If you’re a high school upperclassman, you know that time is precious. Between homework, sports, part-time jobs, and spending time with friends, your schedule is pretty full. For juniors and seniors that plan on taking the SAT, it can be difficult to find time to study before the test. Taking time to prepare for the SAT is essential to doing well, but it’s the quality, not the quantity, of studying time that can truly make a difference in your score. With that in mind, here are three habits that are hurting your SAT prep.
1. Crash studying for the SAT
Don’t think that just because the material on the SAT is material you may have already learned that you will be able to ace the test after only a few study sessions. Cramming a week before the SAT is like participating in a triathlon without ever training. Crash studying not only is an ineffective way to learn and remember content, but can also hurt you when it comes to test time. Learning so much information in a short period of time can leave you anxious and forgetful – the last things you need to feel on test day.
Having a strict study schedule that you adhere to is key to maximizing the time you spend studying. Spacing out your studying over several months will ensure that you aren’t cramming the week before the test. Instead of spending eight hours a night the week before the SAT trying to memorize information, spread that time out over at least three months. Plan to set aside an hour a day at the beginning of your study schedule to ease into studying, then amp up the amount of time as the test nears. Although some of the content may seem familiar, you will need to familiarize yourself with content you may not have seen in years and give your brain ample time to recall it. You may find working with a prep book beneficial.
2. “Faking” a SAT practice test
You’ve all heard the saying “practice makes perfect,” and the SAT is no exception. If you are taking SAT practice tests before the actual exam, you are on the right track in your studying course. Practice tests help you to familiarize yourself with the structure of the test questions and can provide you with valuable data regarding your strengths and weaknesses. However, if practice tests are not taken correctly, you could be wasting your time.
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When taking the practice test, it is important to choose a location that mimics the location you will be in when taking your SAT. Do not take a practice test in your living room with the TV on, laying in bed, or in a location where you know there will be distractions. Your goal is to prepare yourself for the same environment that you will be in when you take the real test. Create a good study environment, with a quiet, comfortable space and a desk. When you walk in to take the SAT, you want it to feel familiar.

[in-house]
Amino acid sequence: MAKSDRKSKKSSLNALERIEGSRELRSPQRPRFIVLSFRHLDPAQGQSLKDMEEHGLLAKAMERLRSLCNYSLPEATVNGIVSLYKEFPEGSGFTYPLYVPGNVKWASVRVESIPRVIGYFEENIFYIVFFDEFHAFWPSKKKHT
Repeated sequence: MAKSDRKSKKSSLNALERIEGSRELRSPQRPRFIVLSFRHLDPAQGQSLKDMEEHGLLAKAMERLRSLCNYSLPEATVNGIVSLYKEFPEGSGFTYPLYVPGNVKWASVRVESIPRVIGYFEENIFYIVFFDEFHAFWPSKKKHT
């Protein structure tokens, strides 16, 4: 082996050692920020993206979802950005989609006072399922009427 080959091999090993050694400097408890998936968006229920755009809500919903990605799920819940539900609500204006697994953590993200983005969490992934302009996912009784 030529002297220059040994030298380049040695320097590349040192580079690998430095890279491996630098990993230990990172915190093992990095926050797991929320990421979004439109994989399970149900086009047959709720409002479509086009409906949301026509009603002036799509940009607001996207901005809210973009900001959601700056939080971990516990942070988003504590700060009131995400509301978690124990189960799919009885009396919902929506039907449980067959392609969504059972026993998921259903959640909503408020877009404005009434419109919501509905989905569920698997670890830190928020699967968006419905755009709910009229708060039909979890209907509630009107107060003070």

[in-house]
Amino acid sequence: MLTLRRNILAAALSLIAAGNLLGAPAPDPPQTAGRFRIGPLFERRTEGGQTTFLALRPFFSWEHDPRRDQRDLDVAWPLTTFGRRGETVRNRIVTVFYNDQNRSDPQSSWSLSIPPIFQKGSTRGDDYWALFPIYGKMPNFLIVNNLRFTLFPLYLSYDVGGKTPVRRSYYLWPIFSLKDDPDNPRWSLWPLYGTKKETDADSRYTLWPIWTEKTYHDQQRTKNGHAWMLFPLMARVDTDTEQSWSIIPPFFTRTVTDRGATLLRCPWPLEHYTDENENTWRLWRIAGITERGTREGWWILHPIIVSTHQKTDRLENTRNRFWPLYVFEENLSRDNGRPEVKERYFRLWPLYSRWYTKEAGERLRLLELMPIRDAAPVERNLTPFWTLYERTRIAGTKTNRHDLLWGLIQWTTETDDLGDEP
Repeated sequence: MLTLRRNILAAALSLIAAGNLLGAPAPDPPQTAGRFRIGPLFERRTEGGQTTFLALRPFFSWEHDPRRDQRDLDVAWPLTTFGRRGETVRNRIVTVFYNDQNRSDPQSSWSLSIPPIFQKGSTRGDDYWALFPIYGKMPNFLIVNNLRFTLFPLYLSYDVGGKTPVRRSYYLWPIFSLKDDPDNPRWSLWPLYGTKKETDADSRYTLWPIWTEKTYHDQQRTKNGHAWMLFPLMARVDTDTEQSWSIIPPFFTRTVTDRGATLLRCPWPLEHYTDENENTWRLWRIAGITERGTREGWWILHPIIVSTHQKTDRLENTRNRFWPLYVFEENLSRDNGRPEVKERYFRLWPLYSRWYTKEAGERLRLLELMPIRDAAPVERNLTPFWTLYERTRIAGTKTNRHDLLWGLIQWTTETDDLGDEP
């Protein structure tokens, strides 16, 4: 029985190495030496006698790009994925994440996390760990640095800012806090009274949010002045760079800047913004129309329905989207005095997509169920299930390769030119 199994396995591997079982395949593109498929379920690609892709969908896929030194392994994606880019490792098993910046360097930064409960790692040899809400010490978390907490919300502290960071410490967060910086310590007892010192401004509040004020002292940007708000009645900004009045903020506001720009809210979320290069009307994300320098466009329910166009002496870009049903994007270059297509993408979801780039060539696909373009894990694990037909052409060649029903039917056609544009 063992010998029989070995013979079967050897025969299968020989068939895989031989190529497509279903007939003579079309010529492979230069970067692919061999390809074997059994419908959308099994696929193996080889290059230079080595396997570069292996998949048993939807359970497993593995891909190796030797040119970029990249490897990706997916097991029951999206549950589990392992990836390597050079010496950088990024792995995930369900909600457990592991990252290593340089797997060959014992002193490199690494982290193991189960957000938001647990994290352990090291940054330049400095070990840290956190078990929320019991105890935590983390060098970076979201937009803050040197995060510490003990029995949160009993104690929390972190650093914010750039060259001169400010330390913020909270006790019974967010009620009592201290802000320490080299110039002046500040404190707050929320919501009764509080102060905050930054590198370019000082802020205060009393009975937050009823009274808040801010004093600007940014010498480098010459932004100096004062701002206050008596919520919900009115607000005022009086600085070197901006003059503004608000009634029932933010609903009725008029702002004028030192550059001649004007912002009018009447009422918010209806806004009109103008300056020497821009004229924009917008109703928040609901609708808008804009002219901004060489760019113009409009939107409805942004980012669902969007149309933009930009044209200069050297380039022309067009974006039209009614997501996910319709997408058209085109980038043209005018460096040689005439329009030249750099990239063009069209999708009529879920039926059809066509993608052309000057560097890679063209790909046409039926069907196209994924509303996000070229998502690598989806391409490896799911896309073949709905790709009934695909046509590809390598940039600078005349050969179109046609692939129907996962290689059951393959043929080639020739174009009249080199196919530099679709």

Simulating a practice test also means adhering to the rules that you will have to follow when taking the actual test. Do not use any tools to practice that you will not be able to use on the test. Furthermore, do not break up the test into sections over days or take longer breaks than you will be allowed on test day. Training your brain to focus throughout the whole test is vital to succeeding on the SAT.
3. Focusing on the “what” and not the “why”
Getting the correct answer is of course the goal when taking the SAT. However, when studying for the test, the answer isn’t the only thing that matters. After a practice test, it is important to look back at your incorrect answers and figure out why your answer was wrong, and why the correct answer was right. Each practice test and problem should be a learning experience, whether you originally got the answer right or wrong.
The questions you see on practice tests will not be duplicated verbatim on the actual test, so memorizing an answer will only waste your time. Instead, focus on the type of mistake you made, and find out how to avoid making that type of mistake in the future. Similar questions will likely stump you on the actual test if they fooled you on the practice test, so focus on where your line of thinking went wrong.
Ensuring that the time you spend studying for the SAT is spent in the correct way will determine your success come test day. Improper studying techniques can waste time and set back your studying schedule – ultimately hurting your score on test day. Avoid these habits that are hurting your SAT prep, and you can maximize the quality of your studying.